The Town of Tonawanda Police Canine (K9) Unit was reformed in 2009 and currently consists of one Police Service Dog (PSD).
Currently our patrol dog is a German Shepherd. The breed is chosen for their physical ability, strength and intelligence. A strong temperament is very important as these dogs are expected to perform in stressful situations.
Police Service Dogs have many responsibilities. Their expertise includes tracking, agility, article search, building search, open search, chase and apprehension, and handler protection. Our Police Service Dog also assists at every tactical call. They are utilized to provide containment and to assist our SWAT Team. Our handler is on call twenty four hours a day, seven days a week. All handlers must complete an extensive fifteen week course where the handler and dog learn as a team. All our training and certification is handled by Niagara Regional Police in Ontario, Canada.
Most of Police Service Dogs are imported from Eastern European countries such as Belgium, Hungary and Czechoslovakia, and Slovakia . We are very grateful for private donations from the community which have assisted with the purchase of dogs. A quality source is imperative as these animals have a huge responsibility to keep our members and the public safe.
These are highly-trained and assertive animals, however, they are able to interact with the public. The Canine Unit is responsible for numerous public demonstrations each year. The team attends public functions and school presentations.
These demonstrations allow us to showcase the abilities of our canine partners and inform the public of their importance.
Currently, the unit consists of one team which serves the Town of Tonawanda. We are also requested to assist with surrounding jurisdictions, as well as Federal Agencies. Our primary purpose is to respond to crimes in progress that may be solved with the assistance of the PSD. Examples are (but not restricted to) include purse snatching, robbery, break and enter or a prowler. We respond to all tactical calls in conjunction with the SWAT Team. Also, we assist uniform officers with non-emergency calls for service to ensure quicker response times.
The K9 handlers take their dogs home at the end of their shift and are responsible for them at all times. They are housed in kennels that are provided by the service. The dogs remain as part of the K9 unit as long as they are physically able to perform their duties. The average years of service for a PSD is five, but can extend up to ten years. Upon retirement, PSDs remain with their handler for the remainder of their life.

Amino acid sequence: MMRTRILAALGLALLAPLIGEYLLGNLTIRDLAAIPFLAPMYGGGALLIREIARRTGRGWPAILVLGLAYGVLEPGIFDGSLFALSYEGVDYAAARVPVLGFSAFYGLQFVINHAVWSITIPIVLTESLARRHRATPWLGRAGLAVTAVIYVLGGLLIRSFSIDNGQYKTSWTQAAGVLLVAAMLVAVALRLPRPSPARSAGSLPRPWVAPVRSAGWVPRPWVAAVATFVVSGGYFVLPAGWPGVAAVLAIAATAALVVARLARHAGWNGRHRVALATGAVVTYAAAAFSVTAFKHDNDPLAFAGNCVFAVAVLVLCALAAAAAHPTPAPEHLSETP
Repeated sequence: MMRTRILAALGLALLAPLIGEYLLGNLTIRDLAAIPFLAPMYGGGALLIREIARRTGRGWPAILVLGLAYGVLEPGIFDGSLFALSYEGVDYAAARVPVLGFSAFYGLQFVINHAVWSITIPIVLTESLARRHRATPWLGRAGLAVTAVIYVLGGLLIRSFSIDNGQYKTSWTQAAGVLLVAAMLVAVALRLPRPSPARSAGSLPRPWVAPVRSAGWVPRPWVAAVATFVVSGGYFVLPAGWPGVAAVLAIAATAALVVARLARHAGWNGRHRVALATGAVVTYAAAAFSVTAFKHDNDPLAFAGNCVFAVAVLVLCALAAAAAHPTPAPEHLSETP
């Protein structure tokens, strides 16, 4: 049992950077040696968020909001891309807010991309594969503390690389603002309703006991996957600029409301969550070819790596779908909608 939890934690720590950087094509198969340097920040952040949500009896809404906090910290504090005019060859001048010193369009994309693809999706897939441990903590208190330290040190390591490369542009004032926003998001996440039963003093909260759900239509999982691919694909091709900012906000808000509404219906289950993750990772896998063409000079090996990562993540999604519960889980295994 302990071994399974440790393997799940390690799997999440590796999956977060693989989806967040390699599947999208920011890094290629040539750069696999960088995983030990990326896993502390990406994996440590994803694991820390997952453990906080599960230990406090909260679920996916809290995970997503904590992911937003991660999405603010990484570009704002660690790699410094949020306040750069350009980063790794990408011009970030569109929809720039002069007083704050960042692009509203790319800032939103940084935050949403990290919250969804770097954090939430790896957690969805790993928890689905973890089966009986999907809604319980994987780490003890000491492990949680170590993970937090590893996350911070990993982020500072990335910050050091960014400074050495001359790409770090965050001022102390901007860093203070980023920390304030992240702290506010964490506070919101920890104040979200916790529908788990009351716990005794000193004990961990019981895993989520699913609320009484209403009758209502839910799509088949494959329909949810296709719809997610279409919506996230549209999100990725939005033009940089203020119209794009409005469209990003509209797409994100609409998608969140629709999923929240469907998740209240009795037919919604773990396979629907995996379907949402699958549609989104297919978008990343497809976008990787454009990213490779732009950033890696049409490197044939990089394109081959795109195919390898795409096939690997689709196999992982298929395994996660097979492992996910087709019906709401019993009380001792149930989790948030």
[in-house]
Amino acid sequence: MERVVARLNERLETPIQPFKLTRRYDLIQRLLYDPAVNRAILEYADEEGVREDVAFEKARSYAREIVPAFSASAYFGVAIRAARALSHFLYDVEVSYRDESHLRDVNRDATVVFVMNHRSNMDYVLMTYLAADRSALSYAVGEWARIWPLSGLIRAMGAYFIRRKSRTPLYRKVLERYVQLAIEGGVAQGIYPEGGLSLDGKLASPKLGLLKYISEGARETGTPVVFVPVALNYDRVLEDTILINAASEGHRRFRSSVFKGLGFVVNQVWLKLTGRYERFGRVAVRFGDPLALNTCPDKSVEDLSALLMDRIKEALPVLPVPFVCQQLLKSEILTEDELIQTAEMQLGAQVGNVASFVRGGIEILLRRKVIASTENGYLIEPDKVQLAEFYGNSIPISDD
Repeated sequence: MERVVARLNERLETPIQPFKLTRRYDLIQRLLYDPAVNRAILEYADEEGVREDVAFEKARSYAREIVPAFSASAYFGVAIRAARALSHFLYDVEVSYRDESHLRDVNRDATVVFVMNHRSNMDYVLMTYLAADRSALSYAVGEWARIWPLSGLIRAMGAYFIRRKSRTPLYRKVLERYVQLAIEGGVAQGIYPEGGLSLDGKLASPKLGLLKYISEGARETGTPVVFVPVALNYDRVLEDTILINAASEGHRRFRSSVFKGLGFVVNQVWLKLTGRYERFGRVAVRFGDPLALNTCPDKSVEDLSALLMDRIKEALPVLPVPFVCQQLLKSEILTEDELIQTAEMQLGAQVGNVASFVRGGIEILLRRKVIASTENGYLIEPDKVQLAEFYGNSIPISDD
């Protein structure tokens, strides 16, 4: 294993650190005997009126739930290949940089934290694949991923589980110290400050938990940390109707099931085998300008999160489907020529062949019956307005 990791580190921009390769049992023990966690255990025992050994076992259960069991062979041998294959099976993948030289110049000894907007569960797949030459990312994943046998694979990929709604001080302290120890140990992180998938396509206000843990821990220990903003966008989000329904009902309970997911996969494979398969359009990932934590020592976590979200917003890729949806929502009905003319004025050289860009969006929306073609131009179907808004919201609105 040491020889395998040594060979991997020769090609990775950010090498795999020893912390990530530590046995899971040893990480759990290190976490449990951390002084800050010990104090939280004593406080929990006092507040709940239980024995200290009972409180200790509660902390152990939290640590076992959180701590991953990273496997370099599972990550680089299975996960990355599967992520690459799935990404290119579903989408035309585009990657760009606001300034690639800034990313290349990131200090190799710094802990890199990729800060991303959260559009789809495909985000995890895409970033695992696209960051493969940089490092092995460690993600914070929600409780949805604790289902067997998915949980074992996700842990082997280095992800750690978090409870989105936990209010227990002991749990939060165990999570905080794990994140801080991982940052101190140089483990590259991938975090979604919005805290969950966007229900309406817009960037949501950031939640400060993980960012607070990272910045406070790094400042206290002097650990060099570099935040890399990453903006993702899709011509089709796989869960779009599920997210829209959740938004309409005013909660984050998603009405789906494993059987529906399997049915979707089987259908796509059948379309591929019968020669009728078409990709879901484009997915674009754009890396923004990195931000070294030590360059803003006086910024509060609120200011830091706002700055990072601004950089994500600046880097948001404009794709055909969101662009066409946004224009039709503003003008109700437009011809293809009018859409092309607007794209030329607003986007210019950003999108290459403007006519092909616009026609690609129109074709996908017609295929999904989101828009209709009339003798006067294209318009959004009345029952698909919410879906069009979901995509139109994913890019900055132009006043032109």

The K9 teams are deployed in specially outfitted cruiser. The rear seat has a professionally designed metal canine kennel. This provides a clean, safe and protected environment for the dogs. Affixed to the kennel system is a "Hot dog/bailout" system. This permits an instant exit and an immediate response of his canine partner.
The primary purpose for the deployment of PSDs is a safe, effective and efficient search tool. Their sense of smell is far superior to a human, which makes them a valuable asset. Police Service Dogs have helped to solve many offences where the perpetrator would never have been captured or identified. These dogs are invaluable in searching for missing persons, patients that have wandered away from a nursing home or other health facility. Without the ability to re-trace their steps, they might never have been found.
These animals are truly a resource that cannot be understated.
Our team must successfully complete a fifteen week course prior to certification. It is instructed by Sergeant Johnstone of The Niagara Regional Police Service and includes all facets required for graduation of a General Patrol Dog.
The course begins with confidence building, general socialization, and obedience. During this time, the team develops a foundation as it learns together. Each task is introduced separately to the dog. They are introduced to the next step on successfully completing the first task. This builds a strong base and allows the dog to progress at a steady pace.
This course is physically and mentally challenging. It places many demands on the canine team. Sergeant Johnstone must ensure that the team can meet all the expected requirements in stressful situations. These dogs have a huge responsibility to keep our members and the public safe.
On completion, the canine team is ready for general patrol. Canine teams must recertify twice a year. There is a spring and fall refresher course where teams are tested on all tasks. Each team must attend two training days per month. Weekly training with various police services allows different teams to share valuable information and new training ideas. It is a constant flow of information and a great resource.